Christmas Tree Shopping Tips, Fresh Style

Christmas Tree Shopping Tips, Fresh Style
  • Opening Intro -

    Millions of Americans buy real Christmas trees each year, enjoying the smell and look of fir throughout the holiday season.

    Christmas trees come in a variety of sizes and shapes, and can cost as little as $20 to well over $100.


Before you head out to buy a Christmas tree this year, you may want to give some thought to the following points.

When Was it Cut?

If you are buying a fresh Christmas tree that was already cut, it may have been felled at the beginning of Nov. Think about it: the tree has been separated from its roots for a few weeks and must make it until Christmas.

Ask the retailer about its cut down date. If not known, assume that it was weeks ago and likely to dry out before Christmas. Run your hand across a branch and if a lot of needles come off, it won’t make it through the holidays. Consider cutting down your own tree to ensure that it stays fresh longer.

What Type of Tree is it?

There are fir trees and then there are fir trees. You have Douglas fir, Fraser fir, Canadian balsam and Noble fir to name the most popular varieties. Consider that the Fraser fir may be the most dense, offer the best scent and may last the longest.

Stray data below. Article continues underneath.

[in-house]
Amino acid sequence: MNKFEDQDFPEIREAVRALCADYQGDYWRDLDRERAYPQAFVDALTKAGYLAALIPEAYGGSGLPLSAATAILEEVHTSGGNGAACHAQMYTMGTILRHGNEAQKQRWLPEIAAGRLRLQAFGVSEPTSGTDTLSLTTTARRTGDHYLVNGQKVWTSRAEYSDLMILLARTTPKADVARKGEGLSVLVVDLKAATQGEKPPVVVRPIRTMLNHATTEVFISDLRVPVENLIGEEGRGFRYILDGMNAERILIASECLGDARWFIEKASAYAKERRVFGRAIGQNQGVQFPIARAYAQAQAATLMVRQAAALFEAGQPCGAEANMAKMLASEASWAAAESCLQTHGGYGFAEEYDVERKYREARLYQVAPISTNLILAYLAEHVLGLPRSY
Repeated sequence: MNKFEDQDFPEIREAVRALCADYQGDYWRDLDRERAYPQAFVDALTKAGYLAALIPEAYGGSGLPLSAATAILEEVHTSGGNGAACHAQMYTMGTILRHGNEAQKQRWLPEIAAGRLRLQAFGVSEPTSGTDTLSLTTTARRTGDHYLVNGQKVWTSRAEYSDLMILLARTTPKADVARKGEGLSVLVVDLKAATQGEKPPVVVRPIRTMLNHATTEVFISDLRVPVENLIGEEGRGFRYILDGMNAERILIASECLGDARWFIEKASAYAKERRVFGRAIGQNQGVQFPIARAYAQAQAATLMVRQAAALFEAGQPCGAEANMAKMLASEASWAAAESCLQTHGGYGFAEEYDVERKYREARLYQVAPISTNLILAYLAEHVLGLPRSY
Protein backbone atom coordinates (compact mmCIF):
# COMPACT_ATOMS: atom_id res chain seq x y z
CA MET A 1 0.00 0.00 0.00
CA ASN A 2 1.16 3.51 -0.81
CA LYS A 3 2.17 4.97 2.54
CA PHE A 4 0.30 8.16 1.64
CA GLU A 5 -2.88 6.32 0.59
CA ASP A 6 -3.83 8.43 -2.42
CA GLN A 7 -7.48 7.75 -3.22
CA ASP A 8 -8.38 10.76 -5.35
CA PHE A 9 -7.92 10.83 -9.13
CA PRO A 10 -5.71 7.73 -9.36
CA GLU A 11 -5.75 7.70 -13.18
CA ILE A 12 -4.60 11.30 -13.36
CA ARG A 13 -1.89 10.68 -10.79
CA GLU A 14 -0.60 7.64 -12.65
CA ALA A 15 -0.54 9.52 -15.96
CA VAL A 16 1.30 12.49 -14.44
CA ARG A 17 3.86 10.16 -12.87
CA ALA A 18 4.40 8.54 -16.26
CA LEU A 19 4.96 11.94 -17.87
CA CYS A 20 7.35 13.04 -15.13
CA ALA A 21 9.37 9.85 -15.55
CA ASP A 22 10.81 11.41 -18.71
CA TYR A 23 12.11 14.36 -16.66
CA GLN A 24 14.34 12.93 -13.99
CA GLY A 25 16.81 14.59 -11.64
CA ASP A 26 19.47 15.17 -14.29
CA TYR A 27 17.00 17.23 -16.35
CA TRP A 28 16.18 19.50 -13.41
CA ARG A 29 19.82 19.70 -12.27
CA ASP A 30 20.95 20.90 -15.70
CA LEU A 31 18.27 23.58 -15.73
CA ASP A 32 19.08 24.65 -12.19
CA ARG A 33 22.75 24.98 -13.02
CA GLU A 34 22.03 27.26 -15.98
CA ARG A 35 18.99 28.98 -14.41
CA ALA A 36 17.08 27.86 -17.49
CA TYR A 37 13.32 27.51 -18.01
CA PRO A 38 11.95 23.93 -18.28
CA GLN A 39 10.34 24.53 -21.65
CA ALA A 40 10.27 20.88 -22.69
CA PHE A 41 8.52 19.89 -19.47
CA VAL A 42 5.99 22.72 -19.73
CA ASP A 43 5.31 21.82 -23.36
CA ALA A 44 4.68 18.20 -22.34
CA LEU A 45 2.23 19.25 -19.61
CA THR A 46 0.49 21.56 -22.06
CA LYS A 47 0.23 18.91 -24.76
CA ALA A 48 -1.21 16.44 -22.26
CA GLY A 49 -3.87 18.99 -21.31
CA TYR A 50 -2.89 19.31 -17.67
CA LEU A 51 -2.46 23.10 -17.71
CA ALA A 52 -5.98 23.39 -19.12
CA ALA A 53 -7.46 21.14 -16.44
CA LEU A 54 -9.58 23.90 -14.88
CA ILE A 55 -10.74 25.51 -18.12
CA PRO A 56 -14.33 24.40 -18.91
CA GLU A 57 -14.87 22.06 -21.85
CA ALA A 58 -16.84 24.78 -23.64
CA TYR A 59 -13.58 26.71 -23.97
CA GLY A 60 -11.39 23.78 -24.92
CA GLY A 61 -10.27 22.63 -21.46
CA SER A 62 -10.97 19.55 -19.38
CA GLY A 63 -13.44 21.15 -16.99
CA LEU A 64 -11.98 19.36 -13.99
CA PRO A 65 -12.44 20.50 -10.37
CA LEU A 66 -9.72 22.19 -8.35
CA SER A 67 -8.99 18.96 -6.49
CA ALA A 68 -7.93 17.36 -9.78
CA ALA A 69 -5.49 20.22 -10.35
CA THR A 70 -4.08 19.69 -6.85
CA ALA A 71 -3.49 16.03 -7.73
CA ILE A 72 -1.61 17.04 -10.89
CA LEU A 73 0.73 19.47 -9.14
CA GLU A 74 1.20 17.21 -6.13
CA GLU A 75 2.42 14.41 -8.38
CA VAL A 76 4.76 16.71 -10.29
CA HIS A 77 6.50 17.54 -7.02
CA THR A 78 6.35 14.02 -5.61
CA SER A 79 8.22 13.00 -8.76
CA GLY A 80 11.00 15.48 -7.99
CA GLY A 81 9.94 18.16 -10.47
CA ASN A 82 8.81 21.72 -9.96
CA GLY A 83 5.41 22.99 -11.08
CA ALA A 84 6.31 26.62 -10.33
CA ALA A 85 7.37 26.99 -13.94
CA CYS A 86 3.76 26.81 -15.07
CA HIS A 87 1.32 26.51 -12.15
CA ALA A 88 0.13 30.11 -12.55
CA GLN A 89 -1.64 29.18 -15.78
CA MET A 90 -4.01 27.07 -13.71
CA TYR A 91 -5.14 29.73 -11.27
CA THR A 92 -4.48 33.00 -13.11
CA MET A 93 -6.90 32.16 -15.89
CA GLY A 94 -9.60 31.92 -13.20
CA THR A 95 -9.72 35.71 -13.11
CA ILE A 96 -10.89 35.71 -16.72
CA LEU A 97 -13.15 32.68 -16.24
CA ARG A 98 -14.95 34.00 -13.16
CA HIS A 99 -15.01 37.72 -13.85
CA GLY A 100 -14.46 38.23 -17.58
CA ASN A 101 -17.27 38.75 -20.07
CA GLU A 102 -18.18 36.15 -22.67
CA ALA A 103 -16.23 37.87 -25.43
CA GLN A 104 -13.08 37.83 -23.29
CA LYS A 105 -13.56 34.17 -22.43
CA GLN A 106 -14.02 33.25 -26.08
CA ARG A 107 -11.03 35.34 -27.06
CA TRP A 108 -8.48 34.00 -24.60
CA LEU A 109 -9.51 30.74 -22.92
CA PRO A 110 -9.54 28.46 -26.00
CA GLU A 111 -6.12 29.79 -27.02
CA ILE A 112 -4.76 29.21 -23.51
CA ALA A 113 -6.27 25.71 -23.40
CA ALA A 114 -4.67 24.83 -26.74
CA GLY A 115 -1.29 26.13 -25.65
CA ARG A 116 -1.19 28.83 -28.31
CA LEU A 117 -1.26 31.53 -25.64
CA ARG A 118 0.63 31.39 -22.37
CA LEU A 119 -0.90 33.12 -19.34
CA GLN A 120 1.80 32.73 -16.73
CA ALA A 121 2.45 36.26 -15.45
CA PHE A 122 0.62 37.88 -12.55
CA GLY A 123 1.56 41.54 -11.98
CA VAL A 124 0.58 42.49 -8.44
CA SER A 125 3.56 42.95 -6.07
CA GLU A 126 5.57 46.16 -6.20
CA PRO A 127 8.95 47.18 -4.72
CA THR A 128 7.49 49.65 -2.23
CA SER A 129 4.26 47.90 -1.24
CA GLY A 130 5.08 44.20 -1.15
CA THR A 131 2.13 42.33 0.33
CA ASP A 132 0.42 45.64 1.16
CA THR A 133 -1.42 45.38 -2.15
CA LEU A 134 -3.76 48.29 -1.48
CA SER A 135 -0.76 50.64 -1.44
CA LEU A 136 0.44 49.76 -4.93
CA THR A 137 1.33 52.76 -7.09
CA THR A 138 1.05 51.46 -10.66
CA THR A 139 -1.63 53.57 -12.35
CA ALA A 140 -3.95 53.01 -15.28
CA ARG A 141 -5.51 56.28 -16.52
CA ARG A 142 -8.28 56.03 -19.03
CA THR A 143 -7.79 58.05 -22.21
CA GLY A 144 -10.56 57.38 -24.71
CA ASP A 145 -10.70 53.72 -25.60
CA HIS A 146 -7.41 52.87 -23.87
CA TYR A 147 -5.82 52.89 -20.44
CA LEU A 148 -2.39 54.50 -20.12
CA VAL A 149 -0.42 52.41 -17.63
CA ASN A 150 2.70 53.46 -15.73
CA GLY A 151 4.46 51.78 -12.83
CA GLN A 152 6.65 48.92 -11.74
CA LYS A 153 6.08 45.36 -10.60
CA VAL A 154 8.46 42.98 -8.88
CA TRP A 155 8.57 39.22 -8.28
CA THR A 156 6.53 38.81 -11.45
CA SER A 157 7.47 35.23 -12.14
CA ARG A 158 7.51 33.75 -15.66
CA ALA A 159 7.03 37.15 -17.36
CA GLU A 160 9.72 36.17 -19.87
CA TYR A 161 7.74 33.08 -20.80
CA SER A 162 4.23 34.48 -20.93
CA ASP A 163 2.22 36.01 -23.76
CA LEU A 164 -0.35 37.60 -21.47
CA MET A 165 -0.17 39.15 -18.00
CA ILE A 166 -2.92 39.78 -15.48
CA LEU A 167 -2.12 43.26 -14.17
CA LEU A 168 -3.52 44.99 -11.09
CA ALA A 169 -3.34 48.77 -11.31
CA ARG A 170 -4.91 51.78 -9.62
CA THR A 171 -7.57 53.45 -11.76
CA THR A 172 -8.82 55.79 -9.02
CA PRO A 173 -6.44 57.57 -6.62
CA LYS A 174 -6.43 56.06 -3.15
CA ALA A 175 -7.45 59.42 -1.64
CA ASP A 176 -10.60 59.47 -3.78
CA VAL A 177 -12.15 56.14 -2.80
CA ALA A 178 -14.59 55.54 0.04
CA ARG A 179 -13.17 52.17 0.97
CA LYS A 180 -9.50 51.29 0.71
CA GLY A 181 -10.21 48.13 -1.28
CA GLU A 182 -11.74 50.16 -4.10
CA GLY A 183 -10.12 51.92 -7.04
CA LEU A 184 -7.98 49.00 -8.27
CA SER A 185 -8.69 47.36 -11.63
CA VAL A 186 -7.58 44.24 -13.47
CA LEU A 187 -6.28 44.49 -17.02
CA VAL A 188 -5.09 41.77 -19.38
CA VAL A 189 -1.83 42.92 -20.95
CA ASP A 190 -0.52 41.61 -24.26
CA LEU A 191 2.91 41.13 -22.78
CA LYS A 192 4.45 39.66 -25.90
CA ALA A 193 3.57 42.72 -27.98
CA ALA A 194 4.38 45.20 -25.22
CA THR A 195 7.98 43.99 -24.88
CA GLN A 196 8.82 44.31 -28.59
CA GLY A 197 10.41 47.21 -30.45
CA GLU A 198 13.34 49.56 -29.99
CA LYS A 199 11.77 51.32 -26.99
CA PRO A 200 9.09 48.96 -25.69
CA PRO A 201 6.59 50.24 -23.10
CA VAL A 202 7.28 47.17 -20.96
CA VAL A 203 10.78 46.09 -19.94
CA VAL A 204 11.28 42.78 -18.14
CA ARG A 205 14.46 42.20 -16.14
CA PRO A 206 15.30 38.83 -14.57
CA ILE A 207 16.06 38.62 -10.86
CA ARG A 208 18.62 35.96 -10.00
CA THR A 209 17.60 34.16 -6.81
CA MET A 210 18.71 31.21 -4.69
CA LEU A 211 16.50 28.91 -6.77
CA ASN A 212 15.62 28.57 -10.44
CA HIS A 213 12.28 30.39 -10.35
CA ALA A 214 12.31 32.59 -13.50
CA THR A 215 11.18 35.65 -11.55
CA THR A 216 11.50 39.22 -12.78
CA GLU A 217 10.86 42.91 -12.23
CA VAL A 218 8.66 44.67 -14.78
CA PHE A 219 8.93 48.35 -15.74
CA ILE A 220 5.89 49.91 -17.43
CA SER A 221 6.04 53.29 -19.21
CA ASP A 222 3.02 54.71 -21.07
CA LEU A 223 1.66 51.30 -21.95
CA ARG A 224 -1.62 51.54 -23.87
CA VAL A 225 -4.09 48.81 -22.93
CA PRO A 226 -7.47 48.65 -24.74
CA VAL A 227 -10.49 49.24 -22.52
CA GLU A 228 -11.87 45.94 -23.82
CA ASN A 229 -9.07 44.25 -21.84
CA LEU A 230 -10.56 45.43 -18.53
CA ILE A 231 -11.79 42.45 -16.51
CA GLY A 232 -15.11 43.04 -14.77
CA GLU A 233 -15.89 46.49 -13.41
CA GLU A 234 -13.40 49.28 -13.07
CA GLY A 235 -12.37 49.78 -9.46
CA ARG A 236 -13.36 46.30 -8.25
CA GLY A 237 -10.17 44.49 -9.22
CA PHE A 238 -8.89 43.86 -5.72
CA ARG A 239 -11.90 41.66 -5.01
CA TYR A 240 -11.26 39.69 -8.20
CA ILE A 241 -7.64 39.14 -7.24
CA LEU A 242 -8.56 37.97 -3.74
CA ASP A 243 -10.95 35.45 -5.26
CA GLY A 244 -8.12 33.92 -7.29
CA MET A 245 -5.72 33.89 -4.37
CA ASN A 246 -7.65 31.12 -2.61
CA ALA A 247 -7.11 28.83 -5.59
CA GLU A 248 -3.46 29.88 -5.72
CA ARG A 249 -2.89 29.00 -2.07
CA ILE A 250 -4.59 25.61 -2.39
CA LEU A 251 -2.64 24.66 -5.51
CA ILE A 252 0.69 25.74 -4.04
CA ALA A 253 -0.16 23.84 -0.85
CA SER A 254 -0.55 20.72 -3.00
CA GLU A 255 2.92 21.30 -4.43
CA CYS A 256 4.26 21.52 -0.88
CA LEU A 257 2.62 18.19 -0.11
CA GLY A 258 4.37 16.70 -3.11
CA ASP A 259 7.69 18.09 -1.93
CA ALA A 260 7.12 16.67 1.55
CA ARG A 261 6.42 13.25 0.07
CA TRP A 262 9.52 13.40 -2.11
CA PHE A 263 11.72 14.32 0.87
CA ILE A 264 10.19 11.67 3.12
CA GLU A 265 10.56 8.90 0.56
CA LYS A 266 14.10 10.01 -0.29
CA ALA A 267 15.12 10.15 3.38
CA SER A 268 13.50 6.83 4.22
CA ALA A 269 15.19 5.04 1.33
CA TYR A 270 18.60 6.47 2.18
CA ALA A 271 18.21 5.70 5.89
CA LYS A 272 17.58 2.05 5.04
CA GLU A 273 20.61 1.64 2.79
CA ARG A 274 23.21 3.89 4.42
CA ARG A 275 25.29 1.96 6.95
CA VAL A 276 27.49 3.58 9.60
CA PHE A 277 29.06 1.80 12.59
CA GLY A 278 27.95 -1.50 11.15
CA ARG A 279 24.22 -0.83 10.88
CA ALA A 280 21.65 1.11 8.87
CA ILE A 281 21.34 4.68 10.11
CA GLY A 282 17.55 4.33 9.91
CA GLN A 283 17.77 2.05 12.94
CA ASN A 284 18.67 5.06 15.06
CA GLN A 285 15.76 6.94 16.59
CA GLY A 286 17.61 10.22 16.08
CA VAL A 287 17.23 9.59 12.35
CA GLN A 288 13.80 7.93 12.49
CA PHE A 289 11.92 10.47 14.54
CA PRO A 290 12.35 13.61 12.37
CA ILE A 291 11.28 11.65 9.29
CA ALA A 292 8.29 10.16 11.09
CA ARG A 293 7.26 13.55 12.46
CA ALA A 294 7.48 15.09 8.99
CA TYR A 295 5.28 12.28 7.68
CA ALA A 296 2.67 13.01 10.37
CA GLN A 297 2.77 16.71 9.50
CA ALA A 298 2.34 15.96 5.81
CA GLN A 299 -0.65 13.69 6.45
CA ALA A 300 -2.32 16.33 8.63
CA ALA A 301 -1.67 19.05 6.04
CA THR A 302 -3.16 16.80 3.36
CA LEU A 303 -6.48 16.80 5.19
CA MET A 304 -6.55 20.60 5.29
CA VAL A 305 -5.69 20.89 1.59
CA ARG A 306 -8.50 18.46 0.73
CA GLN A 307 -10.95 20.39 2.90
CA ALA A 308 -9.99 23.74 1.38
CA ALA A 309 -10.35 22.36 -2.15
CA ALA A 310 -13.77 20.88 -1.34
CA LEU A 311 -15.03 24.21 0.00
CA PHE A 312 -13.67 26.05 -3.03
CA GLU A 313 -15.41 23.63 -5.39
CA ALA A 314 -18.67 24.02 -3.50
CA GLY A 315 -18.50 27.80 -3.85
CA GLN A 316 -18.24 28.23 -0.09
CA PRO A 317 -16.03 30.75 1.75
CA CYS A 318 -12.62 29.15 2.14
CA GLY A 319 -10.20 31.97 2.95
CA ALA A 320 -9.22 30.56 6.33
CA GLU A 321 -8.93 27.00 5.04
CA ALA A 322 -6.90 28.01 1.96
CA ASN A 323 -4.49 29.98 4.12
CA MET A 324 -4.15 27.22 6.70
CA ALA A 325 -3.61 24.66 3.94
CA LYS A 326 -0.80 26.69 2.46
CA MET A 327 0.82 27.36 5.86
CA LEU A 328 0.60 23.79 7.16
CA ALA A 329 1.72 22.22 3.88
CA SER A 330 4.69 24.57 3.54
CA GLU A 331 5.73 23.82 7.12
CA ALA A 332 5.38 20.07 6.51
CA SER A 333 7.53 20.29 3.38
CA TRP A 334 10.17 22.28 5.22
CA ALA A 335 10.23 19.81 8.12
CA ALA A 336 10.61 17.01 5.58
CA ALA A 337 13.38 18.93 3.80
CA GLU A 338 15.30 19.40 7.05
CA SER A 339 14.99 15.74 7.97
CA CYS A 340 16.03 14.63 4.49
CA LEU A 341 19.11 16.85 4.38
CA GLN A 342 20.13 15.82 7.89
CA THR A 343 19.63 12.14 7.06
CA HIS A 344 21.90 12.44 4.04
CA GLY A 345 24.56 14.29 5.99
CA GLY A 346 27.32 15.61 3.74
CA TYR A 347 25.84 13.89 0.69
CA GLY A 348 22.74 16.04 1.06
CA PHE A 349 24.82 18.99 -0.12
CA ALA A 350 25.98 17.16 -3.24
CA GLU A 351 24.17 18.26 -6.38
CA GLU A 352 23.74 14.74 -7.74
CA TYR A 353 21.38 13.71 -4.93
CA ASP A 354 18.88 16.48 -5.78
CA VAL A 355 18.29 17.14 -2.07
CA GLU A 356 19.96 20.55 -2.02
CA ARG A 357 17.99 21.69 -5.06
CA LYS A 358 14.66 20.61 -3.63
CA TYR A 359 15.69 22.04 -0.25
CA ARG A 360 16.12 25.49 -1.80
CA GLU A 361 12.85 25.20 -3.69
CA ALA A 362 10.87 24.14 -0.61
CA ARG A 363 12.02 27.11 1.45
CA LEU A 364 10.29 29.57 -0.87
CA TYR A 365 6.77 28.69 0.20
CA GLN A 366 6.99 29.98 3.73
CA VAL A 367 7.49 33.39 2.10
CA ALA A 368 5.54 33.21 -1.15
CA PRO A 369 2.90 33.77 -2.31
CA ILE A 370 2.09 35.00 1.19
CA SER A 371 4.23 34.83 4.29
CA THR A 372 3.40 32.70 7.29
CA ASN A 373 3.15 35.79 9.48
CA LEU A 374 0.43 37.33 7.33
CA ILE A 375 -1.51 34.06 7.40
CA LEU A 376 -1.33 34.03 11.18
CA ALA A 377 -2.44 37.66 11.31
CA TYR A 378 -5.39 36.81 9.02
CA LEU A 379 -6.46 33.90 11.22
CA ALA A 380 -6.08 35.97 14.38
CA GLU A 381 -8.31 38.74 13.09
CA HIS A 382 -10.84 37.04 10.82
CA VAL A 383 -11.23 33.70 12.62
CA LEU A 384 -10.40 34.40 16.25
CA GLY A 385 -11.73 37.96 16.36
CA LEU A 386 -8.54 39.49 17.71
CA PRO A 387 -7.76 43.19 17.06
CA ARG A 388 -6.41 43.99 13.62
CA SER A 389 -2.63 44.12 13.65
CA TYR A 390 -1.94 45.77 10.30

Noble fir is lusher, but you will pay a premium for this type of tree. One Christmas tree retailer prices “you cut” Noble firs from $9 per foot. For a 10-foot tree you will spend $90. That price can nearly double if you have someone cut it for you instead.

How to Keep it Fresh

Keeping a Christmas tree fresh is the goal of every consumer. Even if you cut down a tree in early Dec., there is no guarantee that it will make it through the month, much less until Christmas.

If your apartment or home is too hot, it can quickly dry out the tree. The best thing to do when you buy a Christmas tree is to have the base cut before you bring it home. Then, you will want to soak the trunk in hot water for three days, adding two or three tablespoons of sugar.

Carry the tree through the front door trunk first to avoid bending and breaking branches. Set it up in a tree stand and immediately add water. You may need to replenish the water once or twice daily to keep the tree from drying out.

Christmas Tree Considerations

Hot, dry air will dry out your Christmas tree quickly. Keep the room temperature down, preferably at 68 degrees. If you have a radiator in the same room as the tree, you can place a pot of water on top. The water will evaporate and moisten the air.

What is a fair price for a tree? At the market, you can expect to pay $7 to $12 per foot depending on the tree. For a 6-foot tree, your price should come in at about $50.

See AlsoHow to Save Big Money on Christmas Shopping


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Categories: Consumer Tips

About Author

Matthew C. Keegan

Matt Keegan is a freelance writer and editor as well as publisher of "Matt's Musings", his personal blog. Matt covers campus, consumer, business and financial topics on various websites and blogs, and has been published in the "Houston Chronicle", "Sam's Club Magazine" and "Wisconsin Golfer".